International Union for the Study of Social Insects (IUSSI2018), August 5-10, 2018 in Guarujá, Brazil.

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Sexual communication in honeybees (Apis mellifera): functional study of drone olfactory receptors expressed in Drosophila olfactory neurons

Author(s):
Julia Mariette, Julia Mariette , Thierry Louis , Amélie Noël , Virginie Larcher , Nicolas Montagné , Thomas Chertemps , Emmanuelle Jacquin-Joly , Frédéric Marion-Poll , Jean-Christophe Sandoz
Institution(s):
Laboratory Evolution, Genomes, Behavior, Ecology (EGCE), CNRS UMR9191, Gif-sur-Yvette, France; Laboratory Evolution, Genomes, Behavior, Ecology (EGCE), CNRS UMR9191, Gif-sur-Yvette, France ; Laboratory Evolution, Genomes, Behavior, Ecology (EGCE), CNRS UMR9191, Gif-sur-Yvette, France ; Laboratory Evolution, Genomes, Behavior, Ecology (EGCE), CNRS UMR9191, Gif-sur-Yvette, France ; Laboratory Evolution, Genomes, Behavior, Ecology (EGCE), CNRS UMR9191, Gif-sur-Yvette, France ; Sorbonne Universités, Institute of Ecology & Environmental Sciences of Paris, Department of Sensory Ecology, Paris, France. ; Sorbonne Universités, Institute of Ecology & Environmental Sciences of Paris, Department of Sensory Ecology, Paris, France. ; INRA, Institute of Ecology & Environmental Sciences of Paris, Department of Sensory Ecology, Versailles, France. ; Laboratory Evolution, Genomes, Behavior, Ecology (EGCE), CNRS UMR9191, Gif-sur-Yvette, France ; Laboratory Evolution, Genomes, Behavior, Ecology (EGCE), CNRS UMR9191, Gif-sur-Yvette, France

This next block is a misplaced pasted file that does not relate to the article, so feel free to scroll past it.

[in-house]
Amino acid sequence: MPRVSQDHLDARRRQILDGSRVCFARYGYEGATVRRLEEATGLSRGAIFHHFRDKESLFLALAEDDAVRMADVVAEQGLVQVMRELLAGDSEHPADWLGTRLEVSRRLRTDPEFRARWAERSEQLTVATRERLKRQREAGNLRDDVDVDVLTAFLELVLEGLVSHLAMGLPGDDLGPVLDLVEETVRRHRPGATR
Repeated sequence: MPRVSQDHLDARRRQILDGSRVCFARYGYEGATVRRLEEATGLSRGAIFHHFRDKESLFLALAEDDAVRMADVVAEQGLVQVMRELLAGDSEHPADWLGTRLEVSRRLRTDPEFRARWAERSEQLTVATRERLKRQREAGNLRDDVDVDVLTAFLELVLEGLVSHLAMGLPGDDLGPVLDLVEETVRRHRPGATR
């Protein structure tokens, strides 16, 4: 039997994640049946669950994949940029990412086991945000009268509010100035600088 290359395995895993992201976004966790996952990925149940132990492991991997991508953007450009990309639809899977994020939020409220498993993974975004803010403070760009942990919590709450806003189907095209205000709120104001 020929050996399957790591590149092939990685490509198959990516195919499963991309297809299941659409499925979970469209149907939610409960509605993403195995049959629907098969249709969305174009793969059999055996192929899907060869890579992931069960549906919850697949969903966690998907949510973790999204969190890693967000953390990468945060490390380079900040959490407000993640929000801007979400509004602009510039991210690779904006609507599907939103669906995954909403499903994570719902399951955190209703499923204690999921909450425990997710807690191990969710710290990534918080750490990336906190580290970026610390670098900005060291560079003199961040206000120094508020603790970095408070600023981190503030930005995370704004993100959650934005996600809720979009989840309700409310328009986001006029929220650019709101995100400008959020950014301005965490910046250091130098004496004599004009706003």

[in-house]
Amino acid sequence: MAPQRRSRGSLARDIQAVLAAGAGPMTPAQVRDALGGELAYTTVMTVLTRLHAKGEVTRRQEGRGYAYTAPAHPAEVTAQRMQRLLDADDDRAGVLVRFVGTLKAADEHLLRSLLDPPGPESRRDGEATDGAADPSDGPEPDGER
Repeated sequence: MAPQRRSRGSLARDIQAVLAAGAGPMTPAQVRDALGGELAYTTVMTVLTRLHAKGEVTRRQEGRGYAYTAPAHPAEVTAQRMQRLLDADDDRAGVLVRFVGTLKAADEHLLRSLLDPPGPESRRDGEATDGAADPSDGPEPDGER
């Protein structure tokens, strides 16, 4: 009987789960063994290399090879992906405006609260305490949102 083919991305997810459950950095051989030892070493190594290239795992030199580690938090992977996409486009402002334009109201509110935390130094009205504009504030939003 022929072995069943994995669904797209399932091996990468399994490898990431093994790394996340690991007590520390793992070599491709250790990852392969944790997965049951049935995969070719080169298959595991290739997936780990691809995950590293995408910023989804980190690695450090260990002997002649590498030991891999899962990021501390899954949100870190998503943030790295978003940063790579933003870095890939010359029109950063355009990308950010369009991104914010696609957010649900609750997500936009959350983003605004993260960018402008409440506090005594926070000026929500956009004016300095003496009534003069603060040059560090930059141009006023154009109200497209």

Worldwide, the honeybee Apis mellifera is the most important pollinator and currently represents a major economic and ecological issue. Intensive current research attempts to understand factors that cause honeybee colony losses. Comparatively, little effort has been dedicated to improving honeybee reproduction by acquiring a thorough knowledge of their reproductive behavior. Olfaction plays a crucial role in honeybee reproduction, which takes place high in the air, where male bees (drones) fly around and mate in dozens with single virgin queens. One main queen-produced olfactory signal – a component of the queen mandibular pheromone (9-ODA) – is known to attract the drones. However, the drone brain presents not one but four conspicuous pheromone-specific units (macroglomeruli) in its primary olfactory center, the antennal lobe. Interestingly, four olfactory receptors (ORs) are overexpressed in drones’ antennae: AmOR10, AmOR11, AmOR18 and AmOR170, among which AmOR11 specifically binds 9-ODA. Thus, additional unknown queen and male-produced pheromonal signals might be involved in bees’ sexual behavior. In this study, we aimed to identify these compounds by attempting to deorphanize (i.e determine the ligands of) the three remaining receptors AmOR10, AmOR18 and AmOR170 and to understand their behavioral function. For this purpose, we express these honeybee olfactory receptors in Drosophila melanogaster olfactory neurons and study their activity by electrophysiological and calcium imaging approaches. We will present the results of initial screens of many odorants aiming to identify the ligands of these male-biased receptors. We next plan to test the effects of these odorants on drones’ behavior to understand their possible involvement in honeybee reproduction.
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